How to prepare kids for jobs that don’t even exist today


How to prepare kids for jobs that don’t even exist today

Ask children what they hope to contribute to the world, not what they want to be when they grow up

Senior reporter

Twenty years ago you would have not heard a child say he wanted to be a social media analyst or chief listening officer.
In fact, according to Durban psychologist Paul Bushell, your child’s future profession probably doesn’t even exist yet.
In his new book, #raisingkids, Bushell advises parents to stop asking children what they want to be when they grow up.
“The reality is we are currently raising children for jobs that don’t exist. In 20 years’ time, 50% of the jobs that we know now won’t exist and that poses exciting challenges for parents and people working with children. We should rather be asking children what they want to contribute to the world in the future,” he said.
According to Bushell, rapid technological innovation in a globalised world make it difficult for parents to imagine what the future looks like.He believes that children should be raised to be resilient to change and to understand that professions change according to new technology.
“Asking them what they want to be when they grow up is limiting in a sense because you are asking a child to say something that might have no relevance. Maybe a more useful question is: What do you hope to contribute to the world?
“If we really want to do good by young people, we need to raise them to be able to understand themselves and other people because while technology changes, people are the constant.”Bushell explained that while some traditional jobs may not become extinct, roles would have to change to keep up with technology.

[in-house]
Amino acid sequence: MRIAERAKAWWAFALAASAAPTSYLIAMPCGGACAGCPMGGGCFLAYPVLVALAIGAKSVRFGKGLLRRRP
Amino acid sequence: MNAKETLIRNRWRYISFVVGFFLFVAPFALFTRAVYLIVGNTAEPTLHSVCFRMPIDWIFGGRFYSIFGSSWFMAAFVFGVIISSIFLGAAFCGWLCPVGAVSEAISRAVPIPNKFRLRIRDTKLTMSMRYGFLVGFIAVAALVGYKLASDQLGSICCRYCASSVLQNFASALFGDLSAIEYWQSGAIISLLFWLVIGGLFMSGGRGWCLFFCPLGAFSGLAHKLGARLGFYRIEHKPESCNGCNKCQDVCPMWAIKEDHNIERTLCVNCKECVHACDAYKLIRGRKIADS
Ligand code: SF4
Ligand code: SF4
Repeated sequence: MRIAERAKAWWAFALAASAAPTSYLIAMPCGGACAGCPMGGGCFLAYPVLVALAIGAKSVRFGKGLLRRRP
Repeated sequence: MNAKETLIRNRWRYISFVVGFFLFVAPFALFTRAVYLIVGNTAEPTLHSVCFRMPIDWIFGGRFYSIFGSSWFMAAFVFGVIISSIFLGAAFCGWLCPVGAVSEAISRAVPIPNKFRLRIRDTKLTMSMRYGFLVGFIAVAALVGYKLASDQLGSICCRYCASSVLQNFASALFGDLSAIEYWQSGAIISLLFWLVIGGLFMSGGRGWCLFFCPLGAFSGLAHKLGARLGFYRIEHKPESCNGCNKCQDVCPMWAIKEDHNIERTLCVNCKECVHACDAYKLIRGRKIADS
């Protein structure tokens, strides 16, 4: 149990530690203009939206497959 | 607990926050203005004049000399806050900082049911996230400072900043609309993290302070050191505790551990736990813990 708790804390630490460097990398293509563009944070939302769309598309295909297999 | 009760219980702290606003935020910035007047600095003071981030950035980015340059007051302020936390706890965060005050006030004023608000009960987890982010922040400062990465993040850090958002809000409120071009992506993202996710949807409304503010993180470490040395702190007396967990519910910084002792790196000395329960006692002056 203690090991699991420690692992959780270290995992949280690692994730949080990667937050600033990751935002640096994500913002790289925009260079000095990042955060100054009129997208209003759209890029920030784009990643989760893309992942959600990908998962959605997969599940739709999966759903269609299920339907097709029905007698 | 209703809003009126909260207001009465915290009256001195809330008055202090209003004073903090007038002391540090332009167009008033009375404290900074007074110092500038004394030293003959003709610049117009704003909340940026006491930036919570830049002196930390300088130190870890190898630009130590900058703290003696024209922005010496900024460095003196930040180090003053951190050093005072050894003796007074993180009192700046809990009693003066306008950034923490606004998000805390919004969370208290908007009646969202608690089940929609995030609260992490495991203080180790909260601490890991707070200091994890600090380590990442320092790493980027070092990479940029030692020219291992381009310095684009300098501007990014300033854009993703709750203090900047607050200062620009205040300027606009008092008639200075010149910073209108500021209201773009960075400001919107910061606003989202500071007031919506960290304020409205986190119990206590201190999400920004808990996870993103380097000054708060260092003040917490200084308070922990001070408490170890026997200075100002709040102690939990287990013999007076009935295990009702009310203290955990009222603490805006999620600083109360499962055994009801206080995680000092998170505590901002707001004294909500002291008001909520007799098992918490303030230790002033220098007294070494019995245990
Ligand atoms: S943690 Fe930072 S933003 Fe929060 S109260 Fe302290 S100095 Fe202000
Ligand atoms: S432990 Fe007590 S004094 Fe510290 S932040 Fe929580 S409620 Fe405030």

“There was a flu outbreak in the United Kingdom and the National Health Insurance did not have enough general practitioners to screen everyone. Patients were told to enter their symptoms into a computer which then issued a script for medication or referred them to a specialist. It is an example of the fact that GPs may have not become extinct but their jobs would be shared. And they will have to start moving into different spaces to coincide with technology.”University of Stellenbosch Business School future studies graduate Roze Phillips predicts bookkeeping, accounting and auditing clerks are at the highest risk of becoming extinct.
Phillips, who is also the managing director of Accenture Consulting in Africa, said almost 5.7 million jobs are at risk of total digital automation within a mere seven years.
“In recent times, many manufacturing and standard business process-intensive jobs were outsourced to countries where labour was cheaper. Those jobs rarely made it back to home soil but at least outsource recipient countries benefited from the employment opportunities created there. 
“Today, the same phenomenon occurs. But now, the search for labour arbitrage is no longer between physical geographies; today, jobs are lost to the digital world and will, in all probability, never be done by humans again.”Jobs that did not exist 20 years ago:

A social media analyst boosts a company’s online presence and brand awareness through use of social media networks, blogs and online search engine optimisation.
A chief listening officer has to have his ears and eyes on everything said about a company online and to keep track on social media what the buzz is about the company. The officer then passes on complaints, tips and product ideas from customers to relevant departments.
YouTube content creator.
Drone operator.
App developer.
Social influencer.
Cyber forensic analyst.

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